Punch Taverns were the owners of the Two Pigs pub in 1998 which they leased to 3A Bars. In 2005 the owning pub company issued a Court repossession order to 3A bars after a dispute about rent appears. A mutual agreement was reached which enabled 3A to continue running the pub. The emphasis was now firmly on live music, the 2 Pigs being one of the few Cheltenham venues to support the local music scene. In November 2012 the future of the 2 Pigs was again uncertain as it was clear that it was suffering from under-investment and needed some refurbishment to bring it to an acceptable standard. The pub / club even tried to diversify and put on different events to attract new customers. This brought the following response from a loyal customer who wrote to the ‘Gloucestershire Echo’: “It might not be the most polished club aesthetically, but for people who go there like me, it’s about a night full of good music, no trouble and good service at a reasonable price.” Nick Binding, landlord at the 2 Pigs said: “The hardest thing is getting people to come out, and you can understand it. Money times are hard, and there isn’t much disposable income. It’s hard to compete with the supermarkets.”
In November 2016 an application was submitted to Cheltenham Borough Council for a sexual entertainment licence at the 2 Pigs for four race meetings at Cheltenham, including the 2017 Festival in March. The licensee of the 2 Pigs said that the sexual entertainment licence would only be used during racing times with entertainment from 5 pm until 5 am. Defending the application it was claimed that in previous years lap-dancing had taken place in five different venues in the town centre but the renewed application would ensure that sexual entertainment would only take place under one roof at the 2 Pigs. Not surprisingly there were concerns about the granting of a sexual entertainment licence which resulted in 58 objections being lodged with the council. One critic said: “The sex industry is a gross parody of sexual freedom. Lap dancing clubs are where men go back to a time when woman were chattels that did not need to be treated as human. There is nothing progressive or liberal about supporting sexism.” Defending the application, the licensee of 2 Pigs said: “The girls who are lap dancing choose to do it and it is their job. They are happy with what they are doing.” Councillors granted the licence with conditions attached. It emerged that any licensed venue in the town was able to host one sexual entertainment event per calendar month, for up to 24 hours at a time, without even having to inform the local authority, much less ask permission. One councillor said: “I fail to see what harm there is when the venue’s windows are blacked out and nobody can see what consenting adults are doing inside.” Ironically when the 2 Pigs submitted another application to renew the sexual entertainment licence a year later in 2017 there was only one letter of objection.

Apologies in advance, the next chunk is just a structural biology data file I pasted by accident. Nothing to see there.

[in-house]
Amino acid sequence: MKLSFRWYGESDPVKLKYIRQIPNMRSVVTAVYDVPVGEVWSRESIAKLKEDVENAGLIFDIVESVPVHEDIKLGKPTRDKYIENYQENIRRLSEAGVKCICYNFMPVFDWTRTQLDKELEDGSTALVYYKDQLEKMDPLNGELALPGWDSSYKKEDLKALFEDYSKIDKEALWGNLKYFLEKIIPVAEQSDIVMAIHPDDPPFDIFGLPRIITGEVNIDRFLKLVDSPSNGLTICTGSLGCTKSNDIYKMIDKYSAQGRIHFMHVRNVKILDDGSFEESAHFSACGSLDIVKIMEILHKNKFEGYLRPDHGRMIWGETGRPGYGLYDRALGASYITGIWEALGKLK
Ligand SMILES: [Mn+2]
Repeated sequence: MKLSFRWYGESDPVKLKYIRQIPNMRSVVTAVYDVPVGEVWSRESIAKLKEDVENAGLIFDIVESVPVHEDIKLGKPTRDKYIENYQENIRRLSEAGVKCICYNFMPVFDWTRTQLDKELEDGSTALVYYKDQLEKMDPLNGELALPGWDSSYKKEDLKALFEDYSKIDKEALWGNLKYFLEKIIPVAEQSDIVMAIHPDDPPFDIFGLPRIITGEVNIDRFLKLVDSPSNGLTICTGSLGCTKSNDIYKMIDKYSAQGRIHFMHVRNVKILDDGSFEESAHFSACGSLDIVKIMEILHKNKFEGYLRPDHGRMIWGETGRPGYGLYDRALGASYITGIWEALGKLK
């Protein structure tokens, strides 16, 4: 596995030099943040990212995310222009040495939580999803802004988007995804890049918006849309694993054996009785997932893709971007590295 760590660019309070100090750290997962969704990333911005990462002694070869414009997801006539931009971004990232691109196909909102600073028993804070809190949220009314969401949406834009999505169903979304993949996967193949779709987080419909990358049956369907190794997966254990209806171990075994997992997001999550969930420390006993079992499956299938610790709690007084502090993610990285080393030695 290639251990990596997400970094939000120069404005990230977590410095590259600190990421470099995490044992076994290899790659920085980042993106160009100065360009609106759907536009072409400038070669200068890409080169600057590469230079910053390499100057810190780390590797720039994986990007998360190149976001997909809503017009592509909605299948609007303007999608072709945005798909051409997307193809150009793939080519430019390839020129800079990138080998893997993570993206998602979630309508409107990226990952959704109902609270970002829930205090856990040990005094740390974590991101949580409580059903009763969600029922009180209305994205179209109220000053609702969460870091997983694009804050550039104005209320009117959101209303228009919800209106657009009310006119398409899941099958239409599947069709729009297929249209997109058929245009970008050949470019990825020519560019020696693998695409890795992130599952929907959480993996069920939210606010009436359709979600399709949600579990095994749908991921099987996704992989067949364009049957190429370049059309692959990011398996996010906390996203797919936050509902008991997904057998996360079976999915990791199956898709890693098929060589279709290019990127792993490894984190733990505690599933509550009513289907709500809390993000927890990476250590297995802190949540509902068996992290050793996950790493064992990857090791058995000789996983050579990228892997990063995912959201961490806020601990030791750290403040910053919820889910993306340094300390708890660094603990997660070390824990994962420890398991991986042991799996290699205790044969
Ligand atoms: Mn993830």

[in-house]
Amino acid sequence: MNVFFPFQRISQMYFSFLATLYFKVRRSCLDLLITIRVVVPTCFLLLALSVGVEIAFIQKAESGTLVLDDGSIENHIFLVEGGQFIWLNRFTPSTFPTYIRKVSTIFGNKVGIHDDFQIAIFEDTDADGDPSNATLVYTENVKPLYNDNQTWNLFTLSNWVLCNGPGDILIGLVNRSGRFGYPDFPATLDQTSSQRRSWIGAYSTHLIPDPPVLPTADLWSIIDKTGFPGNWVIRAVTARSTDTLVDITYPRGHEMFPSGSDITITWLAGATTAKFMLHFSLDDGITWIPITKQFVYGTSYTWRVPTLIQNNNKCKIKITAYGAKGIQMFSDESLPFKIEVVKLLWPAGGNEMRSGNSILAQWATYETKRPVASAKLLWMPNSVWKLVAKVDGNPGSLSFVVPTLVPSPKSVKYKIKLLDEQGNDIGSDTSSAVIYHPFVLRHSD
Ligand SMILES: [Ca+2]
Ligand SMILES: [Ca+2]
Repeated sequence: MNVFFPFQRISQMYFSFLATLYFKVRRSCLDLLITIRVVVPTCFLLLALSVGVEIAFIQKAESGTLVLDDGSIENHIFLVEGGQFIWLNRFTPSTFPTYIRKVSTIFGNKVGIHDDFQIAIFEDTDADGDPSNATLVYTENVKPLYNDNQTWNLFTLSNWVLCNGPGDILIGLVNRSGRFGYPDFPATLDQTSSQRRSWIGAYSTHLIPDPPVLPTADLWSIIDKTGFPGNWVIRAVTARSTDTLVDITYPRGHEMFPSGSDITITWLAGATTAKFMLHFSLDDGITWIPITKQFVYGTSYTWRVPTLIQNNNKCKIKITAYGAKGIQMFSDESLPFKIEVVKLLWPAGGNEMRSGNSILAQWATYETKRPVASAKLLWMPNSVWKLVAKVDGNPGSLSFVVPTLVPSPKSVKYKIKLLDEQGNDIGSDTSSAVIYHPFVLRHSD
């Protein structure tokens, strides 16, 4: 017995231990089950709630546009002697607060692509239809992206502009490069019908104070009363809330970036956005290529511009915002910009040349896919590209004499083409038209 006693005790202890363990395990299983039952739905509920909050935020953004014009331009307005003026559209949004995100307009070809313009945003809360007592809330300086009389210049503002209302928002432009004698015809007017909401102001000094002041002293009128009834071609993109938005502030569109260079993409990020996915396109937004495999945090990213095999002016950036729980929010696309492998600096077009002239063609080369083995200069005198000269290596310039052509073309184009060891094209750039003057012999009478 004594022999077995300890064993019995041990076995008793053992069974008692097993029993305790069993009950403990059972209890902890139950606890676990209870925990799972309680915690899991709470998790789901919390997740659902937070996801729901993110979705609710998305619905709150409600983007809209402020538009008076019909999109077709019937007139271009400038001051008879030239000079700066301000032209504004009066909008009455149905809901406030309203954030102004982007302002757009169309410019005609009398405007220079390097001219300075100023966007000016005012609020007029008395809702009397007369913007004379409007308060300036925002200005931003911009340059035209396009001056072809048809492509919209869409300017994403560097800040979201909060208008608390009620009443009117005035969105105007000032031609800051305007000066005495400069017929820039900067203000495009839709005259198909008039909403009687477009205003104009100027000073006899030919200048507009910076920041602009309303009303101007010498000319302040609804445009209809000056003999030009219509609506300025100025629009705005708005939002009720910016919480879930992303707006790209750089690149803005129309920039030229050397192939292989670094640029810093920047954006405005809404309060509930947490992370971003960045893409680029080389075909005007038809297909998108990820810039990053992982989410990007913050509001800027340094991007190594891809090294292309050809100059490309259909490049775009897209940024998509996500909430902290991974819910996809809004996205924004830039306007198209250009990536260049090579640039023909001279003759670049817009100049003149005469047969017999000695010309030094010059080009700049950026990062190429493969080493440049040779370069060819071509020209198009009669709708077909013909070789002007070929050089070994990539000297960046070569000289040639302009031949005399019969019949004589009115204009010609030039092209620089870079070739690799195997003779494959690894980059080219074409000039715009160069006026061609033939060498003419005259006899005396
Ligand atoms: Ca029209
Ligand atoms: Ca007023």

Landlords at the Eight Bells, etc. include:
1811 Moses Yearsley (Eight Bells, High Street)
1830,1844 Sarah Baylis
1856,1859 Elizabeth Wilson
1870,1883 Mrs Wirdnam
1885 George Burrows
1891 Samuel William Barsby
1902 James Foster
1903,1906 William Samuel Hawkes
1919 William Charles Barrett
1926,1927 Harry Moseley
1939 Alfred Evans
1976 Alun Davies (Manager, Kings)
2003 Mark Wardle (Two Pigs)
2012 Nick Binding